In that context, Chiwenga’s visit to China has come under scrutiny, with speculation that he had sought Beijing’s tacit approval for a possible move against Mugabe.
China’s involvement in Zimbabwe stretches back to the 1970s, when Beijing covertly supplied ammunition and financing to Mugabe’s guerrilla forces during the country’s war of independence. In the intervening years, China has continued to provide financial and political support to the African nation, investing extensively across a range of sectors and helping to develop key infrastructure projects.
“Since Mugabe took power he has been consistently supported by the Chinese government. China has become the second largest trading partner with Zimbabwe and has invested very largely in the country,” said Wang Xinsong, associate professor at Beijing Normal University School of Social Development and Public Policy. China would be very reluctant to see Zimbabwe fall into a period of social instability and political turmoil, he added.
But most observers say there is no way to know how involved China was in the apparent coup, or whether it received advanced warning. Cobus Van Staden, senior researcher on Foreign Policy at the South African Institute of International Affairs, described the possibility as a “billion dollar question.”
“The fact there were these kind of visits to Beijing right before (the coup) certainly seems indicative of something, but who knows what that was?”
During Chiwenga’s trip to China, he met with Central Military Commission member Gen. Li Zuocheng, according to a Chinese military press release, who told him Zimbabwe and China were “all-weather friends.”
He also met with Chinese Defense Minister Gen. Chang Wanquan on November 10 in Beijing.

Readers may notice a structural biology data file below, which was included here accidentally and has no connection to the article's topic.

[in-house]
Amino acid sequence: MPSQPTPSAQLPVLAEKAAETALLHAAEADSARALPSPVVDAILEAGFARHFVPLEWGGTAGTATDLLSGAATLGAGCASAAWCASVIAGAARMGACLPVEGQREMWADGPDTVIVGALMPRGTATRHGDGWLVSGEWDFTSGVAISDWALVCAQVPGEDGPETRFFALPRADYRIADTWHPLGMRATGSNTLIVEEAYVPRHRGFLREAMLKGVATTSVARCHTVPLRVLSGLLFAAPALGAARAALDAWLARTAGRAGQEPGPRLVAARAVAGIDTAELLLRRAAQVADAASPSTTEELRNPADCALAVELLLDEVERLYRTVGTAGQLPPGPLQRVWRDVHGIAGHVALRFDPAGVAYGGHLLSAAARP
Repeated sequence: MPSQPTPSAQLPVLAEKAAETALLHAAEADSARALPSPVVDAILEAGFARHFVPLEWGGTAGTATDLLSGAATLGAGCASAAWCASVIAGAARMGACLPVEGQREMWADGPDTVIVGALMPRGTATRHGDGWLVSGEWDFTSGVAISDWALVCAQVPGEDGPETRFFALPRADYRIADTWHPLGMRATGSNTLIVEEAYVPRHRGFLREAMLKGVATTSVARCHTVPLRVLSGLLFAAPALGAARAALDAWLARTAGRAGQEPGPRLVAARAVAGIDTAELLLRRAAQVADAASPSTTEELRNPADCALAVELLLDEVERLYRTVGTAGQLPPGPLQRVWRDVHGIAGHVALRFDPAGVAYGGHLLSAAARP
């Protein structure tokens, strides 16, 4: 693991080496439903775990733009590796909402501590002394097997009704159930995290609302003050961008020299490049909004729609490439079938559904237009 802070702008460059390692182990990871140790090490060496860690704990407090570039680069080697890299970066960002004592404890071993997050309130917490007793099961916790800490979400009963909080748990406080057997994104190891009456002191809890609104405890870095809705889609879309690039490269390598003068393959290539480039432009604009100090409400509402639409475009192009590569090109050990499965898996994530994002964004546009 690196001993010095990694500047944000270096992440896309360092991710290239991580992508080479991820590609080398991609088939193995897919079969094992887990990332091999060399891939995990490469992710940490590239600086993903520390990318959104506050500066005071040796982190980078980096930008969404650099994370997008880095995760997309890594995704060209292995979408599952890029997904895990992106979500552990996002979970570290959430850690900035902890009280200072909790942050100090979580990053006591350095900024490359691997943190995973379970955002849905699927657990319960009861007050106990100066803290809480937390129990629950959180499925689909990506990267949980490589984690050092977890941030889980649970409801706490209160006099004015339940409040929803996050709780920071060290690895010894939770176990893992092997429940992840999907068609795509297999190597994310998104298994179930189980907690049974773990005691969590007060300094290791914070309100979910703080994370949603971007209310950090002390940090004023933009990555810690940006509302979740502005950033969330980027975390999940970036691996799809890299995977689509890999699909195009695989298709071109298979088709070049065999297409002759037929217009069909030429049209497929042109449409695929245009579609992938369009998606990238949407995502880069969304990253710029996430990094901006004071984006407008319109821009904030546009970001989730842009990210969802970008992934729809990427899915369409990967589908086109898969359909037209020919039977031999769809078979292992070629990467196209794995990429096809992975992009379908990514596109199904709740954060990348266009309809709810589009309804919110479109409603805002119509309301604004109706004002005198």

Chinese Foreign Ministry spokesman Geng Shuang told a press briefing on Thursday the visit was just a “normal military-to-military exchange” which had been planned in advance. “Since the defense ministry hosted him, I don’t have other details,” he said.
‘China will never forget its old friend’
But it is 93-year-old Mugabe, now under house arrest, who has benefited most from China’s unwavering support.
As Mugabe’s relationship with the West began to deteriorate into the later part of the 1990s, he increasingly looked to his old ally China for economic and political assistance.
“China is very loyal in this kind of way, they tend to stand by these long-time allies and every time someone like Mugabe would go to Beijing they’d roll out the red carpet,” said Van Staden.
“Chinese investment in Zimbabwe has also fallen victim to Mugabe’s policy and some projects were forced to close down or move to other countries in recent years, bringing huge losses,” said Wang. “Bilateral cooperation did not realize its potential under Mugabe’s rule.”
In the opinion piece, Wang said a change of government could be beneficial to China Zimbabwe relations. “Friendly ties will embrace new development opportunities,” he said.
‘Distant but friendly country’
Official Chinese channels are being more circumspect though, not picking one side over the other.
In a statement released after the apparent coup was under way, a Ministry of Foreign Affairs spokesman said China was “playing close attention” to the situation.
“We sincerely hope that the situation will remain stable in Zimbabwe and relevant affairs can be handled in a peaceful and proper way,” the statement read.
“We will continue to develop friendly cooperation with Zimbabwe following the principle of equal and mutually beneficial cooperation with win-win results.”
“China has played a positive and constructive role in Africa. The long-term friendship between China and Zimbabwe will transcend the internal disturbances in Zimbabwe,” the editorial said.
“The Chinese public would like to see peace in that distant but friendly country.”